Wednesday, July 16, 2014


It must have been around 3 o'clock in the morning of the 2012 24-hours race in Bangor. I could see the rain coming in horizontally, the first lane of the track was completely flooded, I was more exhausted than I had ever been before, people kept running past me and I was barely a quarter into the race. It was probably the lowest I had ever felt. After months of preparation I had to face the fact that I sucked at ultra running and my greatest wish was that Niamh would all of a sudden turn up at the side of the track and get me home into a warm, dry, soft bed.

Of course, things didn't turn out that way. It wasn't Niamh who turned up at 3 am but Finn O'Mara and she kept encouraging me and joined the fun herself for the second 12 hours. My exhaustion eventually switched itself off after a few more rough hours and a few hours later I was running in second position, a place I would never relinquish even though an Irish international runner kept battling me for hours, and all of a sudden I had moved straight from no-hoper status right into the middle of the elite field. Unreal.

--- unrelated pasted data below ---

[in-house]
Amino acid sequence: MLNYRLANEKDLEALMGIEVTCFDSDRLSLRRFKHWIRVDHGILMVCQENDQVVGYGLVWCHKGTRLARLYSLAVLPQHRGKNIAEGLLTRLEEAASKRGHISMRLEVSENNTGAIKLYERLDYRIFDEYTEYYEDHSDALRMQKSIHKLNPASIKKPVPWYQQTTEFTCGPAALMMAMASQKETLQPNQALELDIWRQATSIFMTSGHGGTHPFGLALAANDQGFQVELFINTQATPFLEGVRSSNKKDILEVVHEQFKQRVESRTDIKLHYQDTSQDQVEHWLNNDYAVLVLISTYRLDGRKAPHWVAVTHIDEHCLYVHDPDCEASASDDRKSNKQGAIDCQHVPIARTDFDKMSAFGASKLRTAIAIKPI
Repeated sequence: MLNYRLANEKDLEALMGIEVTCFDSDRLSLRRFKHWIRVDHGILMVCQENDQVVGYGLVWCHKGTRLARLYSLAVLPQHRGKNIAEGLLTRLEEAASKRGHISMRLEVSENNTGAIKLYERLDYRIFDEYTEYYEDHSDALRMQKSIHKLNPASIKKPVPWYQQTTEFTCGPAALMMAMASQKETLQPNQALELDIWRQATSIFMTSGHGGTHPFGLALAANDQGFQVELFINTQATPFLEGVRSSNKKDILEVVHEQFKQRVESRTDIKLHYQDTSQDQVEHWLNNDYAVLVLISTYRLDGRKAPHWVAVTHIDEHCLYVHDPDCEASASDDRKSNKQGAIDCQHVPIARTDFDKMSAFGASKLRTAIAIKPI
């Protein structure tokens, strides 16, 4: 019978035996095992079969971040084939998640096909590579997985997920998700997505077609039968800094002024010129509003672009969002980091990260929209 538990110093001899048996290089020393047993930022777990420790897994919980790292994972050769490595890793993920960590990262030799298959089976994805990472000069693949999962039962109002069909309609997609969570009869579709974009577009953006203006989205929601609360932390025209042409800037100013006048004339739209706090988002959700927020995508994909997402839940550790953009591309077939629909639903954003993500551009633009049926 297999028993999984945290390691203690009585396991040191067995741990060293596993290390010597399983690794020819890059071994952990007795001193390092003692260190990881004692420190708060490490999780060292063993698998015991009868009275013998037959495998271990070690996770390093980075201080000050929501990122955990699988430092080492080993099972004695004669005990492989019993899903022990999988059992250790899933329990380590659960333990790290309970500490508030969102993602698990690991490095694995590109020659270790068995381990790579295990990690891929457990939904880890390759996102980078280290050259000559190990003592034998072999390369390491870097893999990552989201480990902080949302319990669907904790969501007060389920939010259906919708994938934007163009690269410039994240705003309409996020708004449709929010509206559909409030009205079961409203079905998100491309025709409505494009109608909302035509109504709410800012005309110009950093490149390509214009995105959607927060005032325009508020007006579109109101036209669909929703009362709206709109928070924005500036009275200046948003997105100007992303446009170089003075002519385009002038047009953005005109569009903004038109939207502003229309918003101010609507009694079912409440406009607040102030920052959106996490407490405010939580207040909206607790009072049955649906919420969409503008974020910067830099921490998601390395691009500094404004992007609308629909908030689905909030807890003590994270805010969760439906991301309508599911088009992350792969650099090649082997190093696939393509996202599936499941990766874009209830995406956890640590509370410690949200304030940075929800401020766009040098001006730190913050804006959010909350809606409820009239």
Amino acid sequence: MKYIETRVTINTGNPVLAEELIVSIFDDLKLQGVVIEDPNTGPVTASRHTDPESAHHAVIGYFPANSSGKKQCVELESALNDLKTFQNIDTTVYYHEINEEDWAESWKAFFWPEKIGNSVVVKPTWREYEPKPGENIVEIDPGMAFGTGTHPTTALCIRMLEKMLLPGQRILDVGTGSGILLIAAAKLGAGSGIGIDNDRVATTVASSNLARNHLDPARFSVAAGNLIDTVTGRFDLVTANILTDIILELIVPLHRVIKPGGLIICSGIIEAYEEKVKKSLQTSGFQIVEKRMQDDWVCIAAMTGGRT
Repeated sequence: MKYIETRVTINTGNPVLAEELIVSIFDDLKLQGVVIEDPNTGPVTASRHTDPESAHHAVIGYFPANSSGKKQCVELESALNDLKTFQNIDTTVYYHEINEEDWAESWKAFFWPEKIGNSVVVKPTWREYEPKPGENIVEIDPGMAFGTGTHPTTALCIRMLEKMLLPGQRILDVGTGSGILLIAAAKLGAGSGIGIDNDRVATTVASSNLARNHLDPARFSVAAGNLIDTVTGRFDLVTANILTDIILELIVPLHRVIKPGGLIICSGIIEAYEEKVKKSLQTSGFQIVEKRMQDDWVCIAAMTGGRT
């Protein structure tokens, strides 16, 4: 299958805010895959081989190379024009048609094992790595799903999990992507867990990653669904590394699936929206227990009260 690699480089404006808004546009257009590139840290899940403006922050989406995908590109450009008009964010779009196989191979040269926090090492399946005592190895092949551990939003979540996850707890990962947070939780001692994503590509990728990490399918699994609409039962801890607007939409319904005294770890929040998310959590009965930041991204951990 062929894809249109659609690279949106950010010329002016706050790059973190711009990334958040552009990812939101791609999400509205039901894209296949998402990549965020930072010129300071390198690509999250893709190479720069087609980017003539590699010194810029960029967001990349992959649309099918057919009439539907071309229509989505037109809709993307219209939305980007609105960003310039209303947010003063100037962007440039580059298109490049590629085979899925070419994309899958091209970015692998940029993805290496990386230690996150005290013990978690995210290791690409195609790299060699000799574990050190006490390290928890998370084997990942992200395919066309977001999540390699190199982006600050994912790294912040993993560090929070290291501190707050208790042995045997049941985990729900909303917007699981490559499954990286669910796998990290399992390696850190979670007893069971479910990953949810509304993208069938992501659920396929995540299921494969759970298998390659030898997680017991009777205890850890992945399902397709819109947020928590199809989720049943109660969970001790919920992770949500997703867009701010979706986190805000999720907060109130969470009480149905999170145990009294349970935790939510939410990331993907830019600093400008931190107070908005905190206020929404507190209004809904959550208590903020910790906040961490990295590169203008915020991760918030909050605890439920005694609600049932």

I was rather taken aback after the race when chatting to Eoin Keith, the Irish record holder, when he told me it would be interesting to see where I could go on now after that performance. I had just run the race of my life and all he wanted me to do was to go on and better it?

He was absolutely right, of course. That race had become history the second the horn had sounded and there is no point in resting on one's laurels. Can I push on? Can I better my performance? If so, by how much? Might I even achieve the IAAF standard?

During the first lap of the Donadea 50k, all the way back in February, Don Hannon (later this year the winner of the Wicklow Way Race) grabbed my arm and asked me if I was going to win the 24 hrs championship this year. Initially I just looked at him blankly until he explained that the European/World championships would take place only a few weeks before Belfast, possibly taking the entire Irish elite squad out of contention. This was news to me but I refused to get excited, which saved me from feeling disappointed when those championships were cancelled, allowing the full contingent of our elite runners to take part in Belfast and more importantly, to be at their best. I immediately came to the conclusion that I preferred things this way. A stacked field might inspire everyone on the track to up their game, including myself. I'd much rather come, say, fifth and reach my mileage goals than come second with a result that would leave me slightly embarrassed.